The move came after Mr Trump repeatedly criticised Mr Sessions for recusing himself from an investigation into Russia’s role in the 2016 presidential race.
Mr Sessions announced his resignation in a letter to Mr Trump, saying the resignation came at “your request”.
The 71-year-old former US senator was informed on Wednesday morning (local time) by White House chief of staff John Kelly in a phone call that it was time to go, an aide who spoke on condition of anonymity told Reuters.
It was the first of what could be a string of high-profile exits as Mr Trump reshapes his team ahead of his own 2020 re-election effort.
POTUS effectively fires AG Sessions pic.twitter.com/XcfHQZSb41
— Jake Tapper (@jaketapper) November 7, 2018
Mr Sessions’ departure was widely expected in the wake of the midterms, which saw Republicans retain their majority in the Senate but lose control of the House of Representatives.
Acting Attorney-General Matthew Whitaker will oversee all matters under the Justice Department’s purview, including the Russia probe that had been supervised by Deputy Attorney-General Rod Rosenstein, a department spokeswoman said on Wednesday.
In a tweet, Mr Trump thanked Mr Sessions for his service, and wished him well.
He said a permanent replacement would be nominated at a later date.
Mr Sessions walked out the Justice Department for the last time on Wednesday evening to applause from more than 150 employees who gathered in a courtyard.
He appeared emotional as he left and said, “Thank you” and “God bless,” before hopping into a waiting car.
He also shook hands with Mr Whitaker, who told Mr Sessions: “It’s been an honour, sir.”
In a statement, Mr Whitaker called Mr Sessions a man of integrity “who has served this nation well” and a “dedicated public servant for over 40 years”.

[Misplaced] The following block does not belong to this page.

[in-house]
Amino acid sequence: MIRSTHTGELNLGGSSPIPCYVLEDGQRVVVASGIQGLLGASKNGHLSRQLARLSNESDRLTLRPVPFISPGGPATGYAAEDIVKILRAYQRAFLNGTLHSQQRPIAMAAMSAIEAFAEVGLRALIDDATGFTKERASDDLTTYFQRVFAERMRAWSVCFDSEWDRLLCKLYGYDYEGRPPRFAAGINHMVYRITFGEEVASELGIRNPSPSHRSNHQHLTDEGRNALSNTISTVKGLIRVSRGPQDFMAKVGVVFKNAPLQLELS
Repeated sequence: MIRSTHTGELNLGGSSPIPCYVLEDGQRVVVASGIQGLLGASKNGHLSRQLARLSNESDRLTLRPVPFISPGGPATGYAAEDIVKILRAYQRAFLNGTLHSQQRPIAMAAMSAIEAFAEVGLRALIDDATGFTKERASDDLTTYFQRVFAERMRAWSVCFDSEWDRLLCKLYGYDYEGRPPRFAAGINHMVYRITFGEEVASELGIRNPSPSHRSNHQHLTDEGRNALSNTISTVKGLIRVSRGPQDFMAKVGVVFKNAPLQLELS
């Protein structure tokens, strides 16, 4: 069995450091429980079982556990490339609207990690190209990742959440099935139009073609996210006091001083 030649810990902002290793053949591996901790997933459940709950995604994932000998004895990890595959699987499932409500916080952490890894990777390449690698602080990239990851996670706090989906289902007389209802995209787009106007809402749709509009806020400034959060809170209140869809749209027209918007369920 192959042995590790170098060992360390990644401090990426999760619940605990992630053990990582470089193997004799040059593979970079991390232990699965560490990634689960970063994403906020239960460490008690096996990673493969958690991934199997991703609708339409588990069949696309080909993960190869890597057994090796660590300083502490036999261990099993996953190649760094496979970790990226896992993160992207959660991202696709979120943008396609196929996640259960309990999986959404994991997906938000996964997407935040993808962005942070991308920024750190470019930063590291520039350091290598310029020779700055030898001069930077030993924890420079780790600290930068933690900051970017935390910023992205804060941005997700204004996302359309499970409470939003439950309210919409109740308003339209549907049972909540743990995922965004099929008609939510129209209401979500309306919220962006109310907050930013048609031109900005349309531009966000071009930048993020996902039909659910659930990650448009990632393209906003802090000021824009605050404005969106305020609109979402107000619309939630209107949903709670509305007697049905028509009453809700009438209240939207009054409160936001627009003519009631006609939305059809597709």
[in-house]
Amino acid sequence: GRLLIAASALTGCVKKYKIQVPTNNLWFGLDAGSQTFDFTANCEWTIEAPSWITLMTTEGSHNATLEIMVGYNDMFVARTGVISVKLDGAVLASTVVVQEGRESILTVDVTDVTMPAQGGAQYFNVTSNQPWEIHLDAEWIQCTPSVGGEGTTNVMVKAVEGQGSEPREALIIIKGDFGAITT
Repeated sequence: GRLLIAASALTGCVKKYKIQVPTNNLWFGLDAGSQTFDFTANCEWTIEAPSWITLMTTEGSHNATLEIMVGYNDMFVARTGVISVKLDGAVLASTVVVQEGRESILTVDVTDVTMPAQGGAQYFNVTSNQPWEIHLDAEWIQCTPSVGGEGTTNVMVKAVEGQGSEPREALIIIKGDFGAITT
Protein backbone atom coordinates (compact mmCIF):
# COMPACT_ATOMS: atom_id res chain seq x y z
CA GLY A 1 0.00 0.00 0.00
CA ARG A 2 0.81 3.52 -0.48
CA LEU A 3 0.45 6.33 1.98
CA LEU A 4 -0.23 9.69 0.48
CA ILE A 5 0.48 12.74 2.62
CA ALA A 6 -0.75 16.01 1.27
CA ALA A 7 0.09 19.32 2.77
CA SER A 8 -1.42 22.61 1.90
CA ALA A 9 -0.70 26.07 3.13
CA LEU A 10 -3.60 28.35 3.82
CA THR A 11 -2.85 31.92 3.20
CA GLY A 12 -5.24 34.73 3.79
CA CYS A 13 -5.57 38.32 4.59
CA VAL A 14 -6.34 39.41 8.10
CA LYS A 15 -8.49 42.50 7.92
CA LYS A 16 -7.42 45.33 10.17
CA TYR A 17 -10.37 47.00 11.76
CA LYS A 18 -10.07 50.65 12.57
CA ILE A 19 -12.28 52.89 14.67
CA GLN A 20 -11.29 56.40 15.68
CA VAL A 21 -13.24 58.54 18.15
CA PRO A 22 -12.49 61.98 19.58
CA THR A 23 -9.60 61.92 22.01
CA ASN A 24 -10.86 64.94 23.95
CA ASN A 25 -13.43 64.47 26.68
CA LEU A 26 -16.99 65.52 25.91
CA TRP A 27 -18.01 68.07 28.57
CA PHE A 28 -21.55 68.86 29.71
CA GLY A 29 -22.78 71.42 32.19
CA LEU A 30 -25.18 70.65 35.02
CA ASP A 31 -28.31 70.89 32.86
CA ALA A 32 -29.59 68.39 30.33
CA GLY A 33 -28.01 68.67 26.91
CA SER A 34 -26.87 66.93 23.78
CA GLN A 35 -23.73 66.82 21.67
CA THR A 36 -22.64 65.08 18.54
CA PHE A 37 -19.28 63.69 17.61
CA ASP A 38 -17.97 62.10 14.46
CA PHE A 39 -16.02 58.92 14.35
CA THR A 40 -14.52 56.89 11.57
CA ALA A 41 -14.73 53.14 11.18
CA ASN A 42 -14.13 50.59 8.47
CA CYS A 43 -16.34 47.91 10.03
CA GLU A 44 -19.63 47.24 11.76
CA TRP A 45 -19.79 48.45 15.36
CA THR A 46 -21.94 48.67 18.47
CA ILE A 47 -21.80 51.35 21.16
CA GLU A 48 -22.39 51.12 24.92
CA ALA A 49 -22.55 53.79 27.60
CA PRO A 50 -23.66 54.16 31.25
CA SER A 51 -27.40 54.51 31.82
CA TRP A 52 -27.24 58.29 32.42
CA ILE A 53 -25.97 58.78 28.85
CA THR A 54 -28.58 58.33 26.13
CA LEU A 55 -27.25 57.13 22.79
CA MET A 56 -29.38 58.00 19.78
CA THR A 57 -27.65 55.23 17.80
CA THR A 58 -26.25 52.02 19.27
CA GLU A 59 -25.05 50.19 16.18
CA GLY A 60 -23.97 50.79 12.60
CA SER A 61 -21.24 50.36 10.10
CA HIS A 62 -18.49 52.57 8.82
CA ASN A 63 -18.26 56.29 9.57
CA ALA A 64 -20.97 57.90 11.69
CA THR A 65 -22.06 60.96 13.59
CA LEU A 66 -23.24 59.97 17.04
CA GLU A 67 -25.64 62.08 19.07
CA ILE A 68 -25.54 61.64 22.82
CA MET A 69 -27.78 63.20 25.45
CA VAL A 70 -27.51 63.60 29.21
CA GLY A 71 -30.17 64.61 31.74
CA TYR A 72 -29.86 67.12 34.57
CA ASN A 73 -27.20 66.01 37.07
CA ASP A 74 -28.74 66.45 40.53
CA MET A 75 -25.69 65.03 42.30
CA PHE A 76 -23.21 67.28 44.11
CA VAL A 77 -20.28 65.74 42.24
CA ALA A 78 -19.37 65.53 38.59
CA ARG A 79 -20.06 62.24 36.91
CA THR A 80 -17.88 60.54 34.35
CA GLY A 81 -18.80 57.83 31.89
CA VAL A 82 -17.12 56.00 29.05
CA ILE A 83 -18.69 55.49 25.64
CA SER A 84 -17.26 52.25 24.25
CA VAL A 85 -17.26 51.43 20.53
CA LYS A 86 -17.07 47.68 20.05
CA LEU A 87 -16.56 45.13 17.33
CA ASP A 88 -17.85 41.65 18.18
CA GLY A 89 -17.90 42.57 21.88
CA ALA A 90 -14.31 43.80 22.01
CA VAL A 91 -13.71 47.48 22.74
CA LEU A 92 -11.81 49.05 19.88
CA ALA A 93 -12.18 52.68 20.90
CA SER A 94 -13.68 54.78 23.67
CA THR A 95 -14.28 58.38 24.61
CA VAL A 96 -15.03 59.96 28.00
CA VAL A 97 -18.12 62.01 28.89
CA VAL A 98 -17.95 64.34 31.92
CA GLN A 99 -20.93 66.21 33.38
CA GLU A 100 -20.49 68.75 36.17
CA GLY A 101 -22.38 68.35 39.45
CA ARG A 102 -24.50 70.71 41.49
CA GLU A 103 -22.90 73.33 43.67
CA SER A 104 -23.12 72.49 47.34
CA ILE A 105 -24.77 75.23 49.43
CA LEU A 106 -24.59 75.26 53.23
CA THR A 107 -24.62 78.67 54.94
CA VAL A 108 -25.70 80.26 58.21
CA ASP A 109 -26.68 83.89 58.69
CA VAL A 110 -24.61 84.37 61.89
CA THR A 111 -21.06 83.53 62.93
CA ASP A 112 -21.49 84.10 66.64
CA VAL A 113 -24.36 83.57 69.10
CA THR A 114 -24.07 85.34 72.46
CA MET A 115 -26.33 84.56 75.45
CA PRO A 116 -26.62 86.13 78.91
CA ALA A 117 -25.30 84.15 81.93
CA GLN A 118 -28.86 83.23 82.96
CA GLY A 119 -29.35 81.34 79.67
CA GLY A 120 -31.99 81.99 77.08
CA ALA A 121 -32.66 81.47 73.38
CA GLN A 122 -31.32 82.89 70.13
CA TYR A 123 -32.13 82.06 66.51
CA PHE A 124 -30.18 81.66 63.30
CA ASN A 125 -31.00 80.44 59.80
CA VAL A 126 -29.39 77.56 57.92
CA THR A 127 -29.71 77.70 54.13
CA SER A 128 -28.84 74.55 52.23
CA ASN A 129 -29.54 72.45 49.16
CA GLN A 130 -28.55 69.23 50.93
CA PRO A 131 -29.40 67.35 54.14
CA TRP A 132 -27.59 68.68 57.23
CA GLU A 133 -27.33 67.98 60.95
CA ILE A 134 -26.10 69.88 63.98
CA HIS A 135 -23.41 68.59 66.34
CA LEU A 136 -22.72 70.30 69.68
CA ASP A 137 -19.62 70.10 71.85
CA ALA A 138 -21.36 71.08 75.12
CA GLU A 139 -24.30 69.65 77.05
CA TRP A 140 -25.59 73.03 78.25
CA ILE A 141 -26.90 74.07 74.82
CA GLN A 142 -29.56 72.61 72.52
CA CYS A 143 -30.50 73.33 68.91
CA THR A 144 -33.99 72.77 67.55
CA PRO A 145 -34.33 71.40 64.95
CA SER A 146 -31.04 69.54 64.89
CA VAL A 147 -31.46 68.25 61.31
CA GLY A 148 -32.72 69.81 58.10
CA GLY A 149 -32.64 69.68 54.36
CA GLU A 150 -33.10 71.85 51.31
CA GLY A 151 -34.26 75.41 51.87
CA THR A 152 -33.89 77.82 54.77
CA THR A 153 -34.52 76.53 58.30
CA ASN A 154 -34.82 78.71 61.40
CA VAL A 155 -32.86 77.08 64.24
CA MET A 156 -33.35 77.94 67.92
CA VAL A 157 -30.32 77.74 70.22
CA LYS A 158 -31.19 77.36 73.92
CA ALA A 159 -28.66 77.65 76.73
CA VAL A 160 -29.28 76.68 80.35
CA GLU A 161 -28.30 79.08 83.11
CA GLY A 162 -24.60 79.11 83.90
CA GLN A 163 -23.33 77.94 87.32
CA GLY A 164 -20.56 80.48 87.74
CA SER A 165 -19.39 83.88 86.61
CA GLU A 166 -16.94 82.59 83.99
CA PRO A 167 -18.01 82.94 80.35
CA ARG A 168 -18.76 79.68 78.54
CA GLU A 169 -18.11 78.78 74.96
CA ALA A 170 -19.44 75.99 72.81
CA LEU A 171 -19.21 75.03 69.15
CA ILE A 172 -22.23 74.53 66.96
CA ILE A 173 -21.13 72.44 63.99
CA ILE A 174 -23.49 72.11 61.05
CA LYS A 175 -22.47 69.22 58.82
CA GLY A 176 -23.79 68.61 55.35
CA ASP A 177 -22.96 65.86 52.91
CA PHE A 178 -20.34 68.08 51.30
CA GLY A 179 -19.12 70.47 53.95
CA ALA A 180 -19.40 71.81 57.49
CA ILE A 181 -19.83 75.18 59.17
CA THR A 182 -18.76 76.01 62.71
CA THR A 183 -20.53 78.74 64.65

He also said he was honoured that Mr Trump has confidence in his ability to lead the Justice Department.
‘Blatant attempt’ to end Russia probe
Democrats have criticised the decision to fire Mr Sessions, asserting it was part of a plan that could see the extensive Russia probe wound back.
Senate Minority Leader Chuck Schumer said it was “paramount” that the investigation be protected by President Donald Trump’s new Attorney-General.
Senator Schumer said he found the timing of Mr Sessions’ departure “very suspect.”
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House Democratic leader Nancy Pelosi said she saw Mr Sessions’ sacking as a “blatant attempt” to undermine the probe, which Mr Trump has frequently labelled a “witch-hunt”.
Ms Pelosi called on Mr Whitaker to recuse himself from any involvement in the probe, citing what she called his “record of threats to undermine and weaken” it.
It is impossible to read Attorney General Sessions’ firing as anything other than another blatant attempt by @realDonaldTrump to undermine & end Special Counsel Mueller’s investigation.
— Nancy Pelosi (@NancyPelosi) November 7, 2018
Mr Whitaker once opined about a situation in which Mr Trump could fire Mr Sessions, and then appoint an acting attorney-general who could stifle the funding of Mr Mueller’s probe.
“I could see a scenario where Jeff Sessions is replaced with a recess appointment,” Mr Whitaker told CNN in July last year.
“That attorney-general doesn’t fire Bob Mueller, but he just reduces his budget to so low that his investigation grinds to almost a halt.”
Asked if that would be to dwindle the special counsel’s resources, Mr Whitaker responded, “Right.”
In an op-ed for CNN, Mr Whitaker wrote: “Mueller has come up to a red line in the Russia 2016 election-meddling investigation that he is dangerously close to crossing.”